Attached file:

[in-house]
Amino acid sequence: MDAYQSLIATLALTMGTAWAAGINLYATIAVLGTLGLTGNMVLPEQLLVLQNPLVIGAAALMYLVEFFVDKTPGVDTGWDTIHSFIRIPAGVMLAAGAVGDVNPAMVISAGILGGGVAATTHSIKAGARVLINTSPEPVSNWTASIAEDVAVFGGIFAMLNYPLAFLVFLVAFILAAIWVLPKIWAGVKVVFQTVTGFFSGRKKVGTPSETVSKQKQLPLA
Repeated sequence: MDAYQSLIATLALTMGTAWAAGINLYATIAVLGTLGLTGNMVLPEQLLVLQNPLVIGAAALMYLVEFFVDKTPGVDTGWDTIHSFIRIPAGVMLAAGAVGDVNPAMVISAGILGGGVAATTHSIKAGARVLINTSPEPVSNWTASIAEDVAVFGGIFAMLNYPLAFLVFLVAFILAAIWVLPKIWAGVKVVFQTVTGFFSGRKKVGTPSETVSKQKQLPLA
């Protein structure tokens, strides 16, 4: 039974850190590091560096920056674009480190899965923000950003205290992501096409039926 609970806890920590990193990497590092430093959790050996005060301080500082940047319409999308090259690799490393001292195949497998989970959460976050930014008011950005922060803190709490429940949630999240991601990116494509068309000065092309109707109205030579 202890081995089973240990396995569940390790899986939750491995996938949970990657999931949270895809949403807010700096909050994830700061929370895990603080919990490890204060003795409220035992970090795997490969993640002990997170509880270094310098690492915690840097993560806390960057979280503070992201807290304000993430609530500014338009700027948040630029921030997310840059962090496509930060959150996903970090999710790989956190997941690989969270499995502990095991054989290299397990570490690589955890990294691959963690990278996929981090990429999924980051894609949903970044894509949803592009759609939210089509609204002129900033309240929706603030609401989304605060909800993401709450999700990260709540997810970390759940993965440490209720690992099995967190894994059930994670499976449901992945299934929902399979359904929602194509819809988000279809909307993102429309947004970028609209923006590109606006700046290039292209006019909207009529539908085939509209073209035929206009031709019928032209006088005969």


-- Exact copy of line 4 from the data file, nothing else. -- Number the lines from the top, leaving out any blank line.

């Protein structure tokens, strides 16, 4: 039974850190590091560096920056674009480190899965923000950003205290992501096409039926 609970806890920590990193990497590092430093959790050996005060301080500082940047319409999308090259690799490393001292195949497998989970959460976050930014008011950005922060803190709490429940949630999240991601990116494509068309000065092309109707109205030579 202890081995089973240990396995569940390790899986939750491995996938949970990657999931949270895809949403807010700096909050994830700061929370895990603080919990490890204060003795409220035992970090795997490969993640002990997170509880270094310098690492915690840097993560806390960057979280503070992201807290304000993430609530500014338009700027948040630029921030997310840059962090496509930060959150996903970090999710790989956190997941690989969270499995502990095991054989290299397990570490690589955890990294691959963690990278996929981090990429999924980051894609949903970044894509949803592009759609939210089509609204002129900033309240929706603030609401989304605060909800993401709450999700990260709540997810970390759940993965440490209720690992099995967190894994059930994670499976449901992945299934929902399979359904929602194509819809988000279809909307993102429309947004970028609209923006590109606006700046290039292209006019909207009529539908085939509209073209035929206009031709019928032209006088005969």